The capital city region’s cleaning “talkoot” – that is, a communal working bee that encourages volunteers to get their hands dirty – starts on April 7 and continues until April 23. The aim is to give the city’s public spaces a spring-clean by removing garbage and performing basic aesthetic maintenance.
Riitta Partanen, from the City of Helsinki Public Works Department, says that a long list of volunteer cleaners has already signed up.
“A large number of participants are school children. We’ve already registered 65 clean-up operations and 36 schools and 10 play parks are registered,” says Partanen. “The rest are residents’ associations or other volunteers. Anyone can put together a group, even a small one.”
Nearly 25,000 citizens contributed to the drive to tidy and maintain public spaces last year. Helsinki’s public tidying effort has already been held no less than 30 times in the past and now Espoo, Vantaa and Kauniainen are part of the operation.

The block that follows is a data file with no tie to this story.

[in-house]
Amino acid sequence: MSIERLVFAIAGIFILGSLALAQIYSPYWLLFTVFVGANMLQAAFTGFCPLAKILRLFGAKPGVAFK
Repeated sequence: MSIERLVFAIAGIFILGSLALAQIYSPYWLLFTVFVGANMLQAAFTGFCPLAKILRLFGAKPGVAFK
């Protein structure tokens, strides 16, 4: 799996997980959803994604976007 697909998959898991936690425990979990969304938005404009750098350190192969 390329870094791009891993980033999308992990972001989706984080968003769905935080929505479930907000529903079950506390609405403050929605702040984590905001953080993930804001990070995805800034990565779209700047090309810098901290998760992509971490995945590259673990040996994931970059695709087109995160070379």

Keen for clean
Common areas are the subject of the drive, but inner courtyards, for example, don’t count as public spaces.
“Let’s clean the city’s public areas that usually get a little less attention, like forests, roadsides and beaches,” says Partanen.
According to the registered volunteers, garbage spikers and refuse sacks will be the required tools of the trade. The really enthusiastic can even register for longer term voluntary service, states Partanen.
"You can also register as a long term volunteer, that is, a park sponsor. The majority of these people elect to tidy a nearby area in their own locality, for example, eradicating invasive species such as Himalayan Balsam,” she adds.
To register for Helsinki-based clean-up operations, contact the City of Helsinki Public Works Department on 09-3103 9000. For other cities, registration information can be found on the municipalities’ websites.